Moose Jaw Pride Receives $20,000 from Human Rights Settlement
Above: Moose Jaw Pride volunteers pose with the donation, flanked by transgender and genderqueer flags.
For Immediate Release
A 2014 human rights complaint regarding gender markers was settled this week with a donation of $20,000 to Moose Jaw Pride.
Joe Wickenhauser, Executive Director for Moose Jaw Pride, said the settlement sends a clear message that discrimination on the basis of gender identity is not acceptable in the province.
“We are glad to see this complaint resolved and know that this donation will go a long way in providing education to organizations looking to avoid similar human rights violations in the province,” Wickenhauser said.
In 2013, Laura Budd was told by Saskatchewan Health that without proof of undergoing a sterilizing surgery, she would not be able to correct the gender marker on her identification documents to match her gender identity. For years, advocates for transgender and gender diverse people in Canada have argued that incorrect gender markers on identification documents leave individuals open to discrimination, humiliation, harassment and danger.
While Budd’s repeated requests to have her gender markers corrected were denied by Saskatchewan Health, the Human Rights Tribunal of Ontario had already issued a decision in 2012 that found the practice of requiring individuals to undergo “transsexual surgery” to change their gender markers was “substantively discriminatory.”
According to Wickenhauser, Budd’s case highlighted an extremely unfair situation in which those not wanting to have sex-reassignment surgery were being coerced in order to attain proper identification. “Ironically, access to gender-confirming surgeries continues to be extremely limited in Saskatchewan by appalling wait times and a broad lack of coverage,” Wickenhauser said.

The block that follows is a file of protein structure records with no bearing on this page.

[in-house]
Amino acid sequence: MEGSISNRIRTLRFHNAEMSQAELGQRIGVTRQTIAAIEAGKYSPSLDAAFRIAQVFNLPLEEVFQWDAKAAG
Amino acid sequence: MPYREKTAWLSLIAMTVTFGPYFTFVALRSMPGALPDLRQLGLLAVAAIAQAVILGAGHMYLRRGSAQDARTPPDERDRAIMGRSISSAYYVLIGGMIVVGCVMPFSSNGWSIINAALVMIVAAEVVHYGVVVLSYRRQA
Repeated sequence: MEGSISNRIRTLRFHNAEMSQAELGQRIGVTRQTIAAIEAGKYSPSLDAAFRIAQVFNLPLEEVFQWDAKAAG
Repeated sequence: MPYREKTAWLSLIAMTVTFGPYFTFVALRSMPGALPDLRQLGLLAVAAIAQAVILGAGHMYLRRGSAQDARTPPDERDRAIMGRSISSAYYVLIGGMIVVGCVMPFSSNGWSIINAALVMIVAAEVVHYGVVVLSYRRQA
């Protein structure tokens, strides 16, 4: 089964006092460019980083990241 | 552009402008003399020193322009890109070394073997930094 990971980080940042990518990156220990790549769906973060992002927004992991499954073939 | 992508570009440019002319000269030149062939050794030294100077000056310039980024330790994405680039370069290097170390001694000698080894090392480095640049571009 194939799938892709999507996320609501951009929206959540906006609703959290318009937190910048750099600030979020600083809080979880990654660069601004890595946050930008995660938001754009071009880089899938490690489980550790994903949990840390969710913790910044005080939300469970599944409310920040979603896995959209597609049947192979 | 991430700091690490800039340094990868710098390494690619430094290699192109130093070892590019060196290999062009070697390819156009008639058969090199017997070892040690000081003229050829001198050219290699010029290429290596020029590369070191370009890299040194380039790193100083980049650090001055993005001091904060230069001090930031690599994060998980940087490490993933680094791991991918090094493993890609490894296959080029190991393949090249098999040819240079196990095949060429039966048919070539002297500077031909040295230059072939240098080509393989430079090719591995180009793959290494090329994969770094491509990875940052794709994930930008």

The standards of care outlined by The World Professional Association for Transgender Health (WPATH) assert that while not every transgender or gender diverse individual wants or needs surgery, for others it is “essential and medically necessary to alleviate their gender dysphoria.”
Budd’s Human Rights complaint eventually led to a consent order from the Saskatchewan Court of Queen’s Bench in February this year that allowed her and other Saskatchewan-born persons over age 18 to correct their gender markers on government identification. Legislative changes for gender markers have yet to be introduced in Saskatchewan.
According to Budd, a settlement was negotiated with Saskatchewan Health which would provide funding to an organization working to reduce discrimination towards transgender persons in Saskatchewan. “I chose Moose Jaw Pride to be the recipient of the grant feeling that they have a plan in place to create a more inclusive society for gender diverse persons,” Budd said.
In addition to its diversity training initiative, Moose Jaw Pride plans to use the money to support community development for LGBT+ people in smaller centres and rural areas across Saskatchewan.
To learn more about the issues facing LGBT+ people in Saskatchewan or to show support, consider attending Moose Jaw Pride Week, happening May 29 – June 4.
For media inquiries, please contact:
Executive Director, Moose Jaw Pride